Bringing Spirituality and Mental Health Care Together

October 25, 2021
IONS Senior Fellow Cassandra Vieten, PhD

It is not unusual for a person who seeks treatment for depression, anxiety, PTSD or other psychological conditions to undergo an entire course of treatment without once being asked about their spiritual and religious background, beliefs, and practices (SRBBPs). Polls of the American public indicate that religion and spirituality are important in most people’s lives, and hundreds of studies demonstrate empirical links between religion/spirituality and psychological health and well-being. SRBBPs are associated with:

  1. lower rates of mental, medical, and substance abuse problems;
  2. better recovery from mental disorders, substance abuse, illnesses, and surgery;
  3. less depression and anxiety (Oman, 2018); as well as lower levels of suicidal ideation, suicide attempts, and completed suicides (Lawrence, Oquendo, & Stanley, 2016).

In a recent survey of 2,050 individuals receiving mental health services and their family members, 80% agreed or strongly agreed that spirituality was important to their mental health (Yamada, Lukoff, Lim, & Mancuso, 2019). Another recent nationwide survey of 989 mental health care clients showed that 64.9% agreed that engaging in SRBBPs “improves my mental health,” and 64% viewed their spirituality/religion as relevant to their mental health (Oxhandler, Pargament, Pearce, Vieten, & Wong, in press). Religion and spirituality are also meaningful aspects of cultural diversity, and like other forms of multicultural diversity, when not addressed can result in inadequate or insensitive care and increase barriers to care. Most mental health professionals are unaware of this robust body of scientific evidence supporting the importance of spirituality/religion in mental health, and the powerful influence of religion/spirituality diversity.

Work at the Institute of Noetic Sciences and our collaborators over the last decade led to the development of specific empirically-based spiritual and religious competencies (or, the attitudes, knowledge, and skills mental health professionals need to address these areas ethically and effectively), outlined in our 2016 book Spiritual and Religious Competencies in Clinical Practice: Guidelines for Psychologists and Mental Health Professionals, with our publishing partner New Harbinger Publications. Examples include basic skills such as asking about clients’ SRBBPs early in treatment, identifying spirituality/religion strengths or struggles, respecting the spirituality/religion beliefs of clients (including atheism or agnosticism), and mental health professionals being aware of their own biases about spirituality/religion and how they might influence clinical care.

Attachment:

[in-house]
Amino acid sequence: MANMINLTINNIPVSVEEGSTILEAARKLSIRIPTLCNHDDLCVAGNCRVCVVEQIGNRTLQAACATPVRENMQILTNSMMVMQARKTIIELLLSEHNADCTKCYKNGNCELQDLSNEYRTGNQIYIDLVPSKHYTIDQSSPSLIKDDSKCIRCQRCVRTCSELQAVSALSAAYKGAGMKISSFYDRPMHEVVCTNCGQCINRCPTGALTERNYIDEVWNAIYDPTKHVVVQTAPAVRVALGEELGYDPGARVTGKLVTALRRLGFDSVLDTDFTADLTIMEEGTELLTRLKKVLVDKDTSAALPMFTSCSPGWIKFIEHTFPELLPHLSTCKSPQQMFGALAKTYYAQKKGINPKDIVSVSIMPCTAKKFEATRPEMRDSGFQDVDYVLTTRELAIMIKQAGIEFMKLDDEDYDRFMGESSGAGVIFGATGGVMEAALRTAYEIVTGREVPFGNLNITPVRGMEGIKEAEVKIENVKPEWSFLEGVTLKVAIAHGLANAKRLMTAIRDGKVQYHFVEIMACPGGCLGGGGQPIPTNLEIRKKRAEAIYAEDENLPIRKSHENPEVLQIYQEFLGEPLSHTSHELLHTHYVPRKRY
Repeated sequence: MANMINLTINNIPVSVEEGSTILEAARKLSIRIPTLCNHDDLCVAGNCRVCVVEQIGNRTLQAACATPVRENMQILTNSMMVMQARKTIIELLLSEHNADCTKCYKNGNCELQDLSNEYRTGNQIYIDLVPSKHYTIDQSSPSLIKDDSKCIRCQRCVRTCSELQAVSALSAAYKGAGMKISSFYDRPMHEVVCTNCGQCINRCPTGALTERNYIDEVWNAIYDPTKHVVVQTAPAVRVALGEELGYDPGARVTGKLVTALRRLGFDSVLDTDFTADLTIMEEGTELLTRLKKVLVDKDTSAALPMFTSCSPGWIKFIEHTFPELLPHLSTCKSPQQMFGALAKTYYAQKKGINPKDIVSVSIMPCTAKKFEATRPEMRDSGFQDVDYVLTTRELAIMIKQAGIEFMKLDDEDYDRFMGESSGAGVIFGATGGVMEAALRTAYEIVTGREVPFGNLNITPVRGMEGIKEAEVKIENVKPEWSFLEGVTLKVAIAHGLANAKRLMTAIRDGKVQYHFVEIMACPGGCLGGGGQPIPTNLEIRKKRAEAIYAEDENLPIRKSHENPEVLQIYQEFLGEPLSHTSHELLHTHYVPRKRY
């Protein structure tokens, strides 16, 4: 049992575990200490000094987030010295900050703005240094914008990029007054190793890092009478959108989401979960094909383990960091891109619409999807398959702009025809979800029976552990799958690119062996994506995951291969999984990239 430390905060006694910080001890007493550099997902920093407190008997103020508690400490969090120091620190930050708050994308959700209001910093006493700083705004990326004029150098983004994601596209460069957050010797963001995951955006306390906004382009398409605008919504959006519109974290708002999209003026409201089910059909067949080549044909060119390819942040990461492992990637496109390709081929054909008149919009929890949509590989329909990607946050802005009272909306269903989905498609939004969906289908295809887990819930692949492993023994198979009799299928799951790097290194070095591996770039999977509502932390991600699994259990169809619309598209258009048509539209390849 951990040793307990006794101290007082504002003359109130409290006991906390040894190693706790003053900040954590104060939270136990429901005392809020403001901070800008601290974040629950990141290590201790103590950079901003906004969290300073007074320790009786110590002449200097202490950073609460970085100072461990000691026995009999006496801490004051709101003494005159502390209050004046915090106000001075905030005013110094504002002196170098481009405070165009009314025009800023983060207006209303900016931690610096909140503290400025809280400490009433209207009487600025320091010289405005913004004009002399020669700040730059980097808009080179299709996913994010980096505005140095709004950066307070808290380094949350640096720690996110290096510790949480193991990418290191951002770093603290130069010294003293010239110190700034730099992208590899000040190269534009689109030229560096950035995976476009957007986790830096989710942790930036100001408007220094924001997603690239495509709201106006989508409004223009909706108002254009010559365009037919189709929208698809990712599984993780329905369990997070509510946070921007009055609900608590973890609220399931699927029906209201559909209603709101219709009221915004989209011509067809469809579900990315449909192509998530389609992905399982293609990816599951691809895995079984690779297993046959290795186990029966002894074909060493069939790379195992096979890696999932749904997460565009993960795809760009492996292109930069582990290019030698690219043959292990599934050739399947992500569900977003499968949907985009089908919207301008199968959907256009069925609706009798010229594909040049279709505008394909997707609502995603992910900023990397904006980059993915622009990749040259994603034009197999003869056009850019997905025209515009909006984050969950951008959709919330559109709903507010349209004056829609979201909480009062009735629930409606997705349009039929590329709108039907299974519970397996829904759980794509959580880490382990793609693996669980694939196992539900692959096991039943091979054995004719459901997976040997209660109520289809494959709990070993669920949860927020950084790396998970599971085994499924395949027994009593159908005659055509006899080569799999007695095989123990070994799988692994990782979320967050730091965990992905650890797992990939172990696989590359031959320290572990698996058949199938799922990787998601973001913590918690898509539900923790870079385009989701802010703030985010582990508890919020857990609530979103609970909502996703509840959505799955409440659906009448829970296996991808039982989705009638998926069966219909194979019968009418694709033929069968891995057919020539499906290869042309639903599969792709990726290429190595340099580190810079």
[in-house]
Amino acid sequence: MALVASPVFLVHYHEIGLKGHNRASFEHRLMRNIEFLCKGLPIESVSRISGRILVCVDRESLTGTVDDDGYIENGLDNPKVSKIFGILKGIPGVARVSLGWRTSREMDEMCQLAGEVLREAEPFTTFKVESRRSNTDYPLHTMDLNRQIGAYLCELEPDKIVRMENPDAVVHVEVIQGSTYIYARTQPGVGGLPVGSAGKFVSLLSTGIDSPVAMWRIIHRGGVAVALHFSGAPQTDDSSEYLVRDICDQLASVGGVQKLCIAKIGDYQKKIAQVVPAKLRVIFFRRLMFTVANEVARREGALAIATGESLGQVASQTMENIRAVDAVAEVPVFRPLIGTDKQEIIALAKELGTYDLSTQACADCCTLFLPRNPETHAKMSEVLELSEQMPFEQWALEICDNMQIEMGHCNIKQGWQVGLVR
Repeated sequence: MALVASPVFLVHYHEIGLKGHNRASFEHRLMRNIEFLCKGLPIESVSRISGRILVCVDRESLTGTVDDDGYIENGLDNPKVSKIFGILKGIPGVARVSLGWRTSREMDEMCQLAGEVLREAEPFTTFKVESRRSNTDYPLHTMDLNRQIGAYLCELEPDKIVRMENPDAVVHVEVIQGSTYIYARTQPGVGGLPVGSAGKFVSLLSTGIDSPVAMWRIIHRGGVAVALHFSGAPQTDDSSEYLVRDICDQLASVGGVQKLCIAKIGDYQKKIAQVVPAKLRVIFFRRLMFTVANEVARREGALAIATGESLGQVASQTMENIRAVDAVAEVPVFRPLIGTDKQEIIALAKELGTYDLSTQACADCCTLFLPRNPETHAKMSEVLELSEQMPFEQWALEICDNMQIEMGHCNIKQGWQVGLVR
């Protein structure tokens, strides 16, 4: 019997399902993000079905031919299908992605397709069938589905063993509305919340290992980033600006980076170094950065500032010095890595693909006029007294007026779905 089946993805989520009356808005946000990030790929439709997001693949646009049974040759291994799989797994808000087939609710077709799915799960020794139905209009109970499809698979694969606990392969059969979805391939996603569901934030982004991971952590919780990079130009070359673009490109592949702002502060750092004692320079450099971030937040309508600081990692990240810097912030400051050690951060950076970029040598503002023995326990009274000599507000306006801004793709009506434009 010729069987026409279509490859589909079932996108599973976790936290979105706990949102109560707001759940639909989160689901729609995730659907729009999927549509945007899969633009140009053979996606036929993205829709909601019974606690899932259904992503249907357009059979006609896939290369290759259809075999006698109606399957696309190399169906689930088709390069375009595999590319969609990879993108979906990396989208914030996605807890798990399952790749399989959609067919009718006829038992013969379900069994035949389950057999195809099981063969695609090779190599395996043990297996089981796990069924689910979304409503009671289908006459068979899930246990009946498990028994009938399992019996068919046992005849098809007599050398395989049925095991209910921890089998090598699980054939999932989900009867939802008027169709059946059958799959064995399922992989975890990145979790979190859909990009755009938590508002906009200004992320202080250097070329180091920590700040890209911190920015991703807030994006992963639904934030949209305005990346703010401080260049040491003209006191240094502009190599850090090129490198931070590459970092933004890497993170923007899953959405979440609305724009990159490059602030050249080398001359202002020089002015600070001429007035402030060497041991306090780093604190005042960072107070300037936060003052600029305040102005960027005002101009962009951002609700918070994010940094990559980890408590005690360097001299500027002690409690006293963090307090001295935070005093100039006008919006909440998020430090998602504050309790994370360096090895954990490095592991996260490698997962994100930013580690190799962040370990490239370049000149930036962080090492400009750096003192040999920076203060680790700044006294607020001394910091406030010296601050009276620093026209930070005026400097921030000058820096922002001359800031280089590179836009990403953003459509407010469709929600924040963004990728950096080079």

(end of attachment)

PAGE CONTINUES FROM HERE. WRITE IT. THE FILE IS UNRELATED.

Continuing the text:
A recent article by me and David Lukoff in American Psychologist, the flagship journal of the American Psychological Association, reviews the evidence and makes recommendations for how basic spiritual and religious competencies can be implemented. David is a former professor and supervisor of mine, along with being co-author of the Diagnostic and Statistical Manual (DSMV) category for “Religious and Spiritual Problem,” which made it less likely that patients undergoing “spiritual emergencies” would be pathologized, over-medicated, or inappropriately institutionalized. David and I have also co-founded the Spiritual Competency Academy (SCA), which offers over 30 courses completely free, and professionals requiring CEs for licensure are quizzed and pay a nominal fee.

It is time for mental health professionals across the board to be trained to routinely inquire about their clients’ and patients’ spirituality and religion, and to include any spirituality/religion concerns/struggles or strengths/resources into their treatment plan. A recent $5.1 million grant from the John Templeton Foundation to myself and a group of my colleagues is a powerful investment in making this fundamental change in the training of mental health professionals. The Spiritual and Religious Competencies Project (SRCP) spans across six universities and will:

  1. fund professors who teach in mental health professional graduate programs to test spiritual competency curricula,
  2. fund people involved in practicum, internship or other mental health professional training programs to develop and test ways to train professionals in early practice,
  3. survey graduate program faculty about the best ways to include spirituality/religion competencies into the curriculum, and
  4. engage in an overarching systems change effort to pull the levers needed across stakeholders to make this training ubiquitous.

If you work in a setting in delivering coursework or training to developing mental health professionals, you may be eligible to apply for a grant. See our website for more information.

As it often does, IONS led the way in this effort similar to their work in the fields of mind-body medicine, meditation research, and positive psychology. The work we are doing, in large part, rests upon the foundational work completed at IONS, supported by our members and donors. Bridging between science and spirituality is not only possible, but necessary for making healthcare more complete and effective, and supporting people in their journeys toward wholeness.

About the Author

Cassandra Vieten, PhDCassandra Vieten, PhD, is Executive Director of the John W. Brick Foundation, Scholar-in-Residence at the Arthur C. Clarke Center for Human Imagination at the University of California, San Diego, and Senior Fellow at the Institute of Noetic Sciences, where she worked for 18 years in successive roles as Scientist, Director of Research, CEO, and President from 2013-2019. She is a psychologist, mind-body medicine researcher, author of numerous articles in scientific journals, and an internationally recognized keynote speaker.

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